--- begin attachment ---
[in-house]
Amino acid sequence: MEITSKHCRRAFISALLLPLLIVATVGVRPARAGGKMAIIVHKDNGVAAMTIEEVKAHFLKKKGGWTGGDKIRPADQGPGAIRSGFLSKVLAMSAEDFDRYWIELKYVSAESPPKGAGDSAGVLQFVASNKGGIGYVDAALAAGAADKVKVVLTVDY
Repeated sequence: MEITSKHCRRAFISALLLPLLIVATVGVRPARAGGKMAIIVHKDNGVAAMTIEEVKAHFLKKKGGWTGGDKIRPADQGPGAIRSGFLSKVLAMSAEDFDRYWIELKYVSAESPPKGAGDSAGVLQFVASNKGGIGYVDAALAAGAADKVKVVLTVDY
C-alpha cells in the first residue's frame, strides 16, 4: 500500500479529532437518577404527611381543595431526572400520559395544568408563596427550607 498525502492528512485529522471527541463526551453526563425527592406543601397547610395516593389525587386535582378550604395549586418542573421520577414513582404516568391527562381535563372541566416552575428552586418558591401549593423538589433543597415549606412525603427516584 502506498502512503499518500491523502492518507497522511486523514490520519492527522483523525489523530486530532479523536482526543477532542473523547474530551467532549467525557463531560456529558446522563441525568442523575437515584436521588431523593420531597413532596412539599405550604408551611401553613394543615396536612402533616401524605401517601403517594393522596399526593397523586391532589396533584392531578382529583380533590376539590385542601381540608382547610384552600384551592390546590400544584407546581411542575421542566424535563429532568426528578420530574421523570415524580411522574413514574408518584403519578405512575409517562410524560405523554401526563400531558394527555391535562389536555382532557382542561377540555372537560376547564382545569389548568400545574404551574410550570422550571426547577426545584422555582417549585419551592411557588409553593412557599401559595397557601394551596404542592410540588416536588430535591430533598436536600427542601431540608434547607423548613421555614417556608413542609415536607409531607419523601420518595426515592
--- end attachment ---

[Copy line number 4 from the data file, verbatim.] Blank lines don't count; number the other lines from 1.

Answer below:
C-alpha cells in the first residue's frame, strides 16, 4: 500500500479529532437518577404527611381543595431526572400520559395544568408563596427550607 498525502492528512485529522471527541463526551453526563425527592406543601397547610395516593389525587386535582378550604395549586418542573421520577414513582404516568391527562381535563372541566416552575428552586418558591401549593423538589433543597415549606412525603427516584 502506498502512503499518500491523502492518507497522511486523514490520519492527522483523525489523530486530532479523536482526543477532542473523547474530551467532549467525557463531560456529558446522563441525568442523575437515584436521588431523593420531597413532596412539599405550604408551611401553613394543615396536612402533616401524605401517601403517594393522596399526593397523586391532589396533584392531578382529583380533590376539590385542601381540608382547610384552600384551592390546590400544584407546581411542575421542566424535563429532568426528578420530574421523570415524580411522574413514574408518584403519578405512575409517562410524560405523554401526563400531558394527555391535562389536555382532557382542561377540555372537560376547564382545569389548568400545574404551574410550570422550571426547577426545584422555582417549585419551592411557588409553593412557599401559595397557601394551596404542592410540588416536588430535591430533598436536600427542601431540608434547607423548613421555614417556608413542609415536607409531607419523601420518595426515592